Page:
Description: Competitors relieved that Kraft Heinz Co. snubbed them for Unilever may want to skip the celebration. Campbell Soup Co., General Mills Inc., Kellogg Co. and Mondelez International Inc. were top potential acquisition targets for Kraft Heinz, and even though the company appears to have moved on, more consolidation could be on the menu. Whether or not the maker of Kraft Mac & Cheese can persuade Unilever to form the world’s second-biggest food company, struggling U.S. giants still face pressure to break their years-long sales malaise. “They’re probably breathing a sigh of relief, but then it becomes a question of what’s next,” said Brittany Weissman, an analyst at Edward Jones. “Sales aren’t getting better and at some point the cost cuts are going to run out.” Unilever spurned Kraft Heinz’s $143 billion offer Friday, saying the $50-a-share proposal was too low. A merger would unite Unilever products Dove soap, Axe deodorant, Lipton tea, Hellman’s mayonnaise and Breyers ice cream with Kraft Heinz staples Velveeta, Maxwell House coffee and Oscar Mayer processed meats. Only Nestle SA would be bigger.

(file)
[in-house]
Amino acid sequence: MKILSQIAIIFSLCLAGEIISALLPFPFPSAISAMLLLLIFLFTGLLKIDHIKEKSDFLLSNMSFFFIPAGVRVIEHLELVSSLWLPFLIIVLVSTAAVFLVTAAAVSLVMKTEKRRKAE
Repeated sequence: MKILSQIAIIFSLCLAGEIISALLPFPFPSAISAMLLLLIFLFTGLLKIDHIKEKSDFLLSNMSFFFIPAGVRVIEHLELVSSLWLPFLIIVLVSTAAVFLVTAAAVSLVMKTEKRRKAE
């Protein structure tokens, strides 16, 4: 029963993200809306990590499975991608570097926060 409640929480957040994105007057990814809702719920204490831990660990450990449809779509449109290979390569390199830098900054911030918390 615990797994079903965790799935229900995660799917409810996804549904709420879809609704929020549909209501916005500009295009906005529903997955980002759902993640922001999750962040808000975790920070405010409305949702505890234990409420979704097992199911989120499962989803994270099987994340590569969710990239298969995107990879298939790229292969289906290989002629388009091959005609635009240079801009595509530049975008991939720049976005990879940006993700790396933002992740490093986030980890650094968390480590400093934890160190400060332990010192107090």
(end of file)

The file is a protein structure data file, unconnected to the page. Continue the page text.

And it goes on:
Corporate Culture
When it comes to corporate culture, Kraft Heinz and Unilever seem at first blush to be at loggerheads. Unilever Chief Executive Officer Paul Polman has emphasized sustainability at the Anglo-Dutch company, and argued that profit and social responsibility are company goals. For Kraft Heinz’s managers, 3G Capital Inc., it’s all about a relentless focus on the bottom line. In 2013, 3G joined Warren Buffett’s Berkshire Hathaway Inc. to take H.J. Heinz private. In less than two years, 3G’s managers produced industry-leading margins at the ketchup maker. They slashed thousands of jobs, shuttered factories and eliminated employee perks. In 2015, Buffett and 3G orchestrated the $55 billion merger of Heinz and Kraft Foods, promising to cut annual expenses $1.5 billion by 2018. Kraft’s earnings before interest, taxes, depreciation and appreciation had consistently hovered around 20 percent of revenue pre-acquisition. The combined company’s margin now is 30 percent. Kraft Heinz is ahead of schedule on cost cuts and recently boosted its target to $1.7 billion, increasing speculation that a major food deal will come this year.